Tony Redmond is an independent consultant who specializes in Microsoft collaboration technology. He runs his own consulting company and advises many companies on how to best develop, use, or exploit Microsoft technology, He is the lead author of the Office 365 for IT Pros eBook, the only constantly-updated book covering Office 365 and associated technologies. You can buy a copy of the book at (Gumroad.com – EPUB/PDF version) or (Amazon – Kindle).

Identifying Obsolete Guest User Accounts in an Office 365 Tenant

The Need to Remove Lingering Guests

After writing an article about discovering who creates guest accounts inside Office 365 tenants, a reader asked how they should clean up old guest accounts that might be lingering in a state of disuse. Microsoft’s response might be to push responsibility for guest accounts down to group owners through Azure Active Directory access reviews or Entitlement Management. Both are potential solutions to the problem, but neither gives a tenant-wide view of just how many old guest accounts are out there.

The Age-Based Approach

I covered this topic recently on Office365itpros.com where I discuss a PowerShell script to look for guest accounts older than a set age and consider them for removal, especially if the accounts are not members of Office 365 Groups. Age-based reviews are good, and the script is pretty simple, but so’s the outcome.

The problem with age-based removal is that a guest account might be in your tenant for years and appear dormant when it’s in heavy use. Take the example of a guest member of an Outlook group. Unlike Teams, where guests connect to channels to participate in conversations, the conversations in an Outlook group are email-based and guests never need to sign in. Instead, they receive copies of topics and replies via email.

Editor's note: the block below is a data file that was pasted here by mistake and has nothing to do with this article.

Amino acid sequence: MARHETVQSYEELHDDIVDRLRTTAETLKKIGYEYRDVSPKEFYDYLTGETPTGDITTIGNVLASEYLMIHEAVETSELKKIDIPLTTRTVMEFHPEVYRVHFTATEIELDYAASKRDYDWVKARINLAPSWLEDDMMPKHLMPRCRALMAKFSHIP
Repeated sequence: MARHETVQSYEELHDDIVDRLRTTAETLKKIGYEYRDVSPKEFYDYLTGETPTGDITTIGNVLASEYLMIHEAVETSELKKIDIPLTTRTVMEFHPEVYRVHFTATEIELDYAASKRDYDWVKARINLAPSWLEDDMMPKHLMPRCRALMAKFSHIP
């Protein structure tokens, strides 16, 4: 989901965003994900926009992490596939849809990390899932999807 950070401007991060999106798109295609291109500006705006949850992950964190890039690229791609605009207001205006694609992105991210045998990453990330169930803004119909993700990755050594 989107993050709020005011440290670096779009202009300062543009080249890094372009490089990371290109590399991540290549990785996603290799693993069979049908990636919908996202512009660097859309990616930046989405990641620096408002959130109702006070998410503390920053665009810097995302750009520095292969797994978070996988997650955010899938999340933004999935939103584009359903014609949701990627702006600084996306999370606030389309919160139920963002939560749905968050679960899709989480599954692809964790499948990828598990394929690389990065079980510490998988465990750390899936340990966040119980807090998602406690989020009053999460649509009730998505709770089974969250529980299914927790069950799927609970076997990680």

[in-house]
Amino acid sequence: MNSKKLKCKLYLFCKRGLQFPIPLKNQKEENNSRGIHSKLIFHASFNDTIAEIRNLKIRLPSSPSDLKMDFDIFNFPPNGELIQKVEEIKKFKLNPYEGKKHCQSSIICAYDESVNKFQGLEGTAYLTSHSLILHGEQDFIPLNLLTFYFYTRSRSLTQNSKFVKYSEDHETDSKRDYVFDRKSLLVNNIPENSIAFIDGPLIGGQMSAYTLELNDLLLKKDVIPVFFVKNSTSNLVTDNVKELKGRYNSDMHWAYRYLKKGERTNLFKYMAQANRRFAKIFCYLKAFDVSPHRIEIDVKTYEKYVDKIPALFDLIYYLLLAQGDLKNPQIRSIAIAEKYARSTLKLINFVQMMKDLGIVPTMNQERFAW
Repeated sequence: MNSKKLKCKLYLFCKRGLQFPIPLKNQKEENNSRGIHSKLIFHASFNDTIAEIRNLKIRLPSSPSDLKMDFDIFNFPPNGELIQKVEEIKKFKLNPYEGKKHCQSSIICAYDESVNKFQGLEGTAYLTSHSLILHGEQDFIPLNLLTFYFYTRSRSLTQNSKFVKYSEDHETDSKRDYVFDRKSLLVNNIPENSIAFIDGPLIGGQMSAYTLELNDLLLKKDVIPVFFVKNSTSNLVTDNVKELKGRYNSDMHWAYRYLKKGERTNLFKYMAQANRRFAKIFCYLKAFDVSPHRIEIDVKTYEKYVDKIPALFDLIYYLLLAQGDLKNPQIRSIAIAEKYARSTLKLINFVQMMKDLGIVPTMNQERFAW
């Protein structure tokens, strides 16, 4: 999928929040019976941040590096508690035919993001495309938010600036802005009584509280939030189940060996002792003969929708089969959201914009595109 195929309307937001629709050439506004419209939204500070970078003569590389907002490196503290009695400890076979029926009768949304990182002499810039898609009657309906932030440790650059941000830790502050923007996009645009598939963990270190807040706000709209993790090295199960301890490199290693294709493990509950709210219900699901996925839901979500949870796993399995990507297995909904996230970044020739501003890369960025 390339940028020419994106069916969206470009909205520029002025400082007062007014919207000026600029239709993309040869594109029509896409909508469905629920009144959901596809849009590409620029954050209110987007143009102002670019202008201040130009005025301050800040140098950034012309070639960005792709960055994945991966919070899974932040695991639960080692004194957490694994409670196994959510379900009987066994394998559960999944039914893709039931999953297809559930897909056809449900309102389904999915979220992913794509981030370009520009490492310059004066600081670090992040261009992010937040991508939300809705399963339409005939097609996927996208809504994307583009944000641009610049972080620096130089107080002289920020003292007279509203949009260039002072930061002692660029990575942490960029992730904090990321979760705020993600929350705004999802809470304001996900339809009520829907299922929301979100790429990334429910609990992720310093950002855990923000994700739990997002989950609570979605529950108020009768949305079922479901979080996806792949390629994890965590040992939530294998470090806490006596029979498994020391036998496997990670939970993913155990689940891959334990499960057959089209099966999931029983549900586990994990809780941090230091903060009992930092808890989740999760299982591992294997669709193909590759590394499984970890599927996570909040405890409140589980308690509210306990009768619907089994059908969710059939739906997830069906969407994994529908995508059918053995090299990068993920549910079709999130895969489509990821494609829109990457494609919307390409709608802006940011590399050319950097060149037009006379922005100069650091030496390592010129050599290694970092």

Activity-Based Reviews are Better

As the engineering team behind the Azure Active Directory group expiration policy discovered, making a decision to remove a group based on activity is better than removing it just because it’s reached a certain age. The same is true for guest accounts. If they’re active, leave them alone. If they’re not, remove them.

The question then becomes how to figure out if a guest account is active. Fortunately, the Office 365 audit log is a rich source of information to interrogate for actions taken by guests within the tenant while the message trace data gathered by Exchange Online can tell us about their email activity.

Checking Activity in PowerShell

Now that we know where to get the data, we can write some PowerShell to find out if our tenant hosts any obsolete guests. The script below uses cmdlets in the Exchange Online and Azure Active Directory modules to do the following:

  • Find all guest accounts with the Get-AzureADUser
  • For each user, runs the Search-UnifiedAuditLog cmdlet to check what recent activity can be found. The script looks for three operations, but you could add more. We’re happy if we find one of the selected set over the last 90 days.
  • Runs the Get-MessageTrace cmdlet to look for any recent email activity. We can only go back 10 days because that’s what Office 365 keeps online.
  • Capture usage data in an array.
  • After processing all the guests, writes the usage data out into a CSV file.


Figure 1 shows what you can expect to see as the script runs. I’ve obscured the names of guests in my tenant.

Figure 1: Examining the activity of guest accounts with PowerShell (image credit: Tony Redmond)

The normal caveat of needing to check any script carefully before running code in a production environment exists. Also, there’s not much error checking in the code, which is designed to illustrate a point rather than being a production-quality script.

Another Gap Bridged

You can’t expect Microsoft to deliver every possible feature in the Office 365 administrative interfaces. In this case, a gap in thinking about how the guest lifecycle could be managed exists between the folks who think about guest accounts (the Azure Active Directory developers) and those who consume the accounts (Office 365). Thankfully, PowerShell can bridge the gap.

 

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